Now Here's the News
Expect ABC Sports to announce today that WJLA sports director Tim Brant will join the Keith Jackson-Lynn Swann team for the U.S. Football League weekend telecasts starting in March . . . probably working the sidelines and locker rooms during the games. . .
Brant has worked for ABC in the past and will appear on Wide World of Sports in two weeks, covering the Dream Mile. . .
At least one bureau chief called White House communications chief David Gergen on Friday to complain after all three networks went live that morning for one of President Reagan's impromptu press conferences and found, after five or six questions, they were covering a premature birthday party instead. . .
Mrs. Reagan walked into the briefing room with a cake, the press corps dutifully sang "Happy Birthday, Mr. President," but after several minutes of cake-cutting and chitchat, the networks pulled the plug and went back to regular programming . . . while reporters and executives muttered. . .
"I think we were had," sputtered one network spokesman Friday . . . "the White House turned it into a publicity stunt". . .
Two New York area cable systems and one in Texas helped themselves to transmissions of NBC's Super Bowl coverage the night of Jan. 30 . . . and the network is hot about it. . .
As a matter of fact . . . NBC plans to seek legal remedies for the infringement of its rights, including lawsuits and possible FCC action. . .
There may be additional systems involved, NBC believes. . .
All three systems so far identified are affiliated with the USA Cable Network . . . but NBC is careful to point out that USA Cable had nothing to do with the illegal use. . .
Background: as a courtesy to Home Box Office executives, who were meeting in Mexico the night of the game, NBC bounced a satellite transmission of the game south of the border . . .
The transponder used was one that usually is leased by USA Cable for its backup programming. . .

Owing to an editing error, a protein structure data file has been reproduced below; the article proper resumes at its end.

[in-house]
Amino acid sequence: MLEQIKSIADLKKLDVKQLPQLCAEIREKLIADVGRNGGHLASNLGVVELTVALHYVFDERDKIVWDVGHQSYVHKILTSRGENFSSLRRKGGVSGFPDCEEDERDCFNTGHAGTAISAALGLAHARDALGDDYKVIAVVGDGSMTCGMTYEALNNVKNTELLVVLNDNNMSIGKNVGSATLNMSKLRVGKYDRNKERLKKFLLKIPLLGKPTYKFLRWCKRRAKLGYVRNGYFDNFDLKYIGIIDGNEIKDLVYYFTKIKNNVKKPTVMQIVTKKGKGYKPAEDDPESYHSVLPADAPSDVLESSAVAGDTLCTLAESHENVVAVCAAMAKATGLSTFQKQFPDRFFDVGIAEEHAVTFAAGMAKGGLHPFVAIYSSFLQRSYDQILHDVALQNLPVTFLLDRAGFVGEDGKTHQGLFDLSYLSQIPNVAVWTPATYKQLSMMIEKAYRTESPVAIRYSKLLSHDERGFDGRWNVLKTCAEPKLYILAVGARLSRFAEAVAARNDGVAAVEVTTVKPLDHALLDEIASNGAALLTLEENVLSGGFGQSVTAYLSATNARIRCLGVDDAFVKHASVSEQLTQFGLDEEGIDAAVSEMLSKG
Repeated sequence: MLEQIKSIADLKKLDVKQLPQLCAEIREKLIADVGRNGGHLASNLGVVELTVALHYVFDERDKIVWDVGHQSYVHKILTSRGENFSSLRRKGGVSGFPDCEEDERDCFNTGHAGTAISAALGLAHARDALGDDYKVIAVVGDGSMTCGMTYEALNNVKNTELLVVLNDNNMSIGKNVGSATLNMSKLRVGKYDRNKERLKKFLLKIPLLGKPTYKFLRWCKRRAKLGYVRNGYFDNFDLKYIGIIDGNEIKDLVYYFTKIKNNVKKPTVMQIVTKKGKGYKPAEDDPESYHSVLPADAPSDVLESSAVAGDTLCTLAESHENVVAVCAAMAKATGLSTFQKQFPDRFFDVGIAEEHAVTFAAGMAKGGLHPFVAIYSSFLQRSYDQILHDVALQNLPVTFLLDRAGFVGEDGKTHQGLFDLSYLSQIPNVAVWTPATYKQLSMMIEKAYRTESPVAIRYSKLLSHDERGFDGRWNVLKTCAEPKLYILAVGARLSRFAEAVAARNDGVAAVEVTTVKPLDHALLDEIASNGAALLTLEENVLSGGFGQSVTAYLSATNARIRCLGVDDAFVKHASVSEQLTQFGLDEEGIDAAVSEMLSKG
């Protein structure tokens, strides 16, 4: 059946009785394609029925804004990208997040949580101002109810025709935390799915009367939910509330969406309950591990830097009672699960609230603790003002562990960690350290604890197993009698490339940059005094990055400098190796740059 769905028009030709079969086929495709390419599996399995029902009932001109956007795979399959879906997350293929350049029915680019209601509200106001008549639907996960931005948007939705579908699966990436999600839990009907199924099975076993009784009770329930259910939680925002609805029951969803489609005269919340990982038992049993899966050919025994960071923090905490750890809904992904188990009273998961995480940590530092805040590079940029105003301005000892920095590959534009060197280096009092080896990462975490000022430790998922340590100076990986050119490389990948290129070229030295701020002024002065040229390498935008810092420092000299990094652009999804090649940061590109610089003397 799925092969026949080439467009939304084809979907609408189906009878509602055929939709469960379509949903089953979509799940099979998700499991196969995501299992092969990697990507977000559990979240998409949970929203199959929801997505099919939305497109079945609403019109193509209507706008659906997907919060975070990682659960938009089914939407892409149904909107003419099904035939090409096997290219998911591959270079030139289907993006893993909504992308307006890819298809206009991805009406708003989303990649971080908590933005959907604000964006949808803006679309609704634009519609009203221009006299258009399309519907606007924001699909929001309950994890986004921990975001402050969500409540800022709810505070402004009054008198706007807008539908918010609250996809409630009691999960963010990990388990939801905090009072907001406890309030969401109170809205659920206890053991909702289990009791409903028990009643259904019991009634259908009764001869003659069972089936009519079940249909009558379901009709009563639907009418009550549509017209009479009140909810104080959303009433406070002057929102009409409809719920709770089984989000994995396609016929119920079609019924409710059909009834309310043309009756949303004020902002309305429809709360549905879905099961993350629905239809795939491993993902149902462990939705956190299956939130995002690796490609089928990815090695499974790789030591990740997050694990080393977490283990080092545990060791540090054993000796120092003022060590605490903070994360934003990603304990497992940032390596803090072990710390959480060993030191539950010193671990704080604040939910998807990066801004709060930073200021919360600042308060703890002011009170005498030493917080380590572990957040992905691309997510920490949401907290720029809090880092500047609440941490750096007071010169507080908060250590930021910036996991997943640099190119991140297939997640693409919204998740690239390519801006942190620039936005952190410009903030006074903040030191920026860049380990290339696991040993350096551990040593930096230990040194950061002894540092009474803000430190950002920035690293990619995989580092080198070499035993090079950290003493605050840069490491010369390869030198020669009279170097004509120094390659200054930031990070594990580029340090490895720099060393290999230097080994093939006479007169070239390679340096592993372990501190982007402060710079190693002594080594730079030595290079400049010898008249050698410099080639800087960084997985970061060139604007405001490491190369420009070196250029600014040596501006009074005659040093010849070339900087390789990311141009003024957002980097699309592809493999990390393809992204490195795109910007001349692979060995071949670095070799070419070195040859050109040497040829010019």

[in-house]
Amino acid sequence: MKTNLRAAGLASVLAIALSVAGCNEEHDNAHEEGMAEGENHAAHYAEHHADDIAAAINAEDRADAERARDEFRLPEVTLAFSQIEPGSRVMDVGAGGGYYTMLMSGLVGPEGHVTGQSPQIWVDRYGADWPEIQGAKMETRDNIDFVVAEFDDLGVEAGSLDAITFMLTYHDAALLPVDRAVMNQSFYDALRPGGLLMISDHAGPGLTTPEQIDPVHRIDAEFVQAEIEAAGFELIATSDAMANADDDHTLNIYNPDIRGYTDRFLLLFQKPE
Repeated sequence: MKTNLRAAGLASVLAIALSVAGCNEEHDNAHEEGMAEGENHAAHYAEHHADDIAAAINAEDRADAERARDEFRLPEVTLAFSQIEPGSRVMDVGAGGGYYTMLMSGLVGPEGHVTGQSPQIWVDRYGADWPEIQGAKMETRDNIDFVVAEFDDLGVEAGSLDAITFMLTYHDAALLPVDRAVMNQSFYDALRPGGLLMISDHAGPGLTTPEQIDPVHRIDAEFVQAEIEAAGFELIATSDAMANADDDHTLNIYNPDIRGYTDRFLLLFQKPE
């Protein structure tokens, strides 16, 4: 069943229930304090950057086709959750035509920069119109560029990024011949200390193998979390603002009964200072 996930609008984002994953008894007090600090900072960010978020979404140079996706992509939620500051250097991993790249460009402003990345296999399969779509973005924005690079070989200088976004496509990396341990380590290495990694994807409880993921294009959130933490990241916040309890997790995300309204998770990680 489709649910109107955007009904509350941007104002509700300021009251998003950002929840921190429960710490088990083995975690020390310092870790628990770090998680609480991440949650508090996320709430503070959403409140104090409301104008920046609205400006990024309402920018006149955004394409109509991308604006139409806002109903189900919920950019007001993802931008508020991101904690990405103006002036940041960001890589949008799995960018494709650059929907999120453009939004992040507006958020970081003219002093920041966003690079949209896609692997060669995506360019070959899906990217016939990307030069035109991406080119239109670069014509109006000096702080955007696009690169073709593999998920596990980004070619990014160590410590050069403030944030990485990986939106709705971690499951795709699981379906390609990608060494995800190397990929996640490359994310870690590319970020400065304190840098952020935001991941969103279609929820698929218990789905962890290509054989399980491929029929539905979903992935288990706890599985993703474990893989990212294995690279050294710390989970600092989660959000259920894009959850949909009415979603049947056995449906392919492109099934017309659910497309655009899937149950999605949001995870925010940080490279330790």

The night of Jan. 30 . . . USA's main broadcast was pro wrestling out of Madison Square Garden . . . which meant the area systems within a 75-mile radius of the matches would be blacked out. . .
Several weeks before the Super Bowl, USA Cable was told the alternate transponder already was leased to NBC for the Super Bowl. . .
So USA Cable wrote the New York-area systems to notify them that a backup telecast wouldn't be available that night as an alternative to the blacked-out wrestling. . .
Regardless, at least two of them used the Super Bowl signal and, according to NBC, at least one other system, in Texas, helped itself to the signal, wittingly or not (an NBC affiliate in the area taped the offending broadcast) . . .
In a statement Friday, NBC said the "NFL has informed us that it shares our concern about the misappropriation of the game signal and intends to cooperate fully". . .
Part 3 of "Shogun" on NBC Wednesday night had a 26 percent audience share, according to the national Nielsens . . . down three points from the opening-night audience. . . Moving Right Along
Federal Communications Commission chairman Mark Fowler has written a sharp letter to Rona Barrett, publisher of an expensive entertainment industry newsletter called The Barrett Report out of Beverly Hills, Calif. . . . complaining that an interview with him published in the Jan. 12 issue contained "substantial inaccuracies," "fabrication" and "the deliberate substitution of one idea in the place of another" in several portions of the text. . .
William Royce, editor of The Barrett Report, who conducted the interview, said Friday he already had published a correction in the Feb. 2 edition of the Report. . .
"It was my mistake," said Royce, "I am fully to blame". . .
The interview was brought to Fowler's attention late last month by Jack Valenti, president of the Motion Picture Association of America, which is lined up with producers in Hollywood who oppose a repeal of the Financial Interest and Syndication Rules, which the FCC currently is considering. . .